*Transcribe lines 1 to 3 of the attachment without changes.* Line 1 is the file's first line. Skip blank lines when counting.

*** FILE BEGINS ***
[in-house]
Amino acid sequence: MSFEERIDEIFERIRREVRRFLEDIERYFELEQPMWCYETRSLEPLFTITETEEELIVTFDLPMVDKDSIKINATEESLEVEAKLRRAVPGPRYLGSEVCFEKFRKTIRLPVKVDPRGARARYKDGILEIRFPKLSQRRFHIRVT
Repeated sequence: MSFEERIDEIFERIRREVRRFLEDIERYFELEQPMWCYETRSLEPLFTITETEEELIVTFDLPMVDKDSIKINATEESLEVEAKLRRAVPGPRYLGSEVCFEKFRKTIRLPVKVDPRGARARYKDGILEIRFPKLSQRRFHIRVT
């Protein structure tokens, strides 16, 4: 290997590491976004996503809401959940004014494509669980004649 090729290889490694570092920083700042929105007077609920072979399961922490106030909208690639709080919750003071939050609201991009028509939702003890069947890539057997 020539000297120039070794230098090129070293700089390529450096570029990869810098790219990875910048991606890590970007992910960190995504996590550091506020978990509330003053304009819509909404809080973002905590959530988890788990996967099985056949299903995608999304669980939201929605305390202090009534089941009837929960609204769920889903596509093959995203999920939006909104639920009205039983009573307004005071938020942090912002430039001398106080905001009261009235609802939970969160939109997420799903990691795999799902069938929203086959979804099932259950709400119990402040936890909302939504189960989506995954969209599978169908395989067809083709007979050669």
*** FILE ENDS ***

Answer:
[in-house]
Amino acid sequence: MSFEERIDEIFERIRREVRRFLEDIERYFELEQPMWCYETRSLEPLFTITETEEELIVTFDLPMVDKDSIKINATEESLEVEAKLRRAVPGPRYLGSEVCFEKFRKTIRLPVKVDPRGARARYKDGILEIRFPKLSQRRFHIRVT
Repeated sequence: MSFEERIDEIFERIRREVRRFLEDIERYFELEQPMWCYETRSLEPLFTITETEEELIVTFDLPMVDKDSIKINATEESLEVEAKLRRAVPGPRYLGSEVCFEKFRKTIRLPVKVDPRGARARYKDGILEIRFPKLSQRRFHIRVT